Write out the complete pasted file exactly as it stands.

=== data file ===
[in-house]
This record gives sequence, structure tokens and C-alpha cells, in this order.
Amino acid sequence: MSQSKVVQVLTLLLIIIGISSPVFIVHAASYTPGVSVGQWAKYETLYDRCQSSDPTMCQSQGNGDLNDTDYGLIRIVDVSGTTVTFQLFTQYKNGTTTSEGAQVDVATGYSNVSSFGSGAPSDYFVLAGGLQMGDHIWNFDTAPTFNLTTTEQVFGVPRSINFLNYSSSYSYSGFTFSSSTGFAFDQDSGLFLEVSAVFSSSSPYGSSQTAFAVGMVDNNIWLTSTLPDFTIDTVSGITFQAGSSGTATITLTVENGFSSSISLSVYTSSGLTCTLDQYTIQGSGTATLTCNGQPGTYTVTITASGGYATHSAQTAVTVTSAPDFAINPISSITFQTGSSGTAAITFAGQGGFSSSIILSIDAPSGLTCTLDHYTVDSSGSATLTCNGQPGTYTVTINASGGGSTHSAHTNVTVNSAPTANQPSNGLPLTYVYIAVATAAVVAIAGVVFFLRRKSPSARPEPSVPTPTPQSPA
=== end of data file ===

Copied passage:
[in-house]
This record gives sequence, structure tokens and C-alpha cells, in this order.
Amino acid sequence: MSQSKVVQVLTLLLIIIGISSPVFIVHAASYTPGVSVGQWAKYETLYDRCQSSDPTMCQSQGNGDLNDTDYGLIRIVDVSGTTVTFQLFTQYKNGTTTSEGAQVDVATGYSNVSSFGSGAPSDYFVLAGGLQMGDHIWNFDTAPTFNLTTTEQVFGVPRSINFLNYSSSYSYSGFTFSSSTGFAFDQDSGLFLEVSAVFSSSSPYGSSQTAFAVGMVDNNIWLTSTLPDFTIDTVSGITFQAGSSGTATITLTVENGFSSSISLSVYTSSGLTCTLDQYTIQGSGTATLTCNGQPGTYTVTITASGGYATHSAQTAVTVTSAPDFAINPISSITFQTGSSGTAAITFAGQGGFSSSIILSIDAPSGLTCTLDHYTVDSSGSATLTCNGQPGTYTVTINASGGGSTHSAHTNVTVNSAPTANQPSNGLPLTYVYIAVATAAVVAIAGVVFFLRRKSPSARPEPSVPTPTPQSPA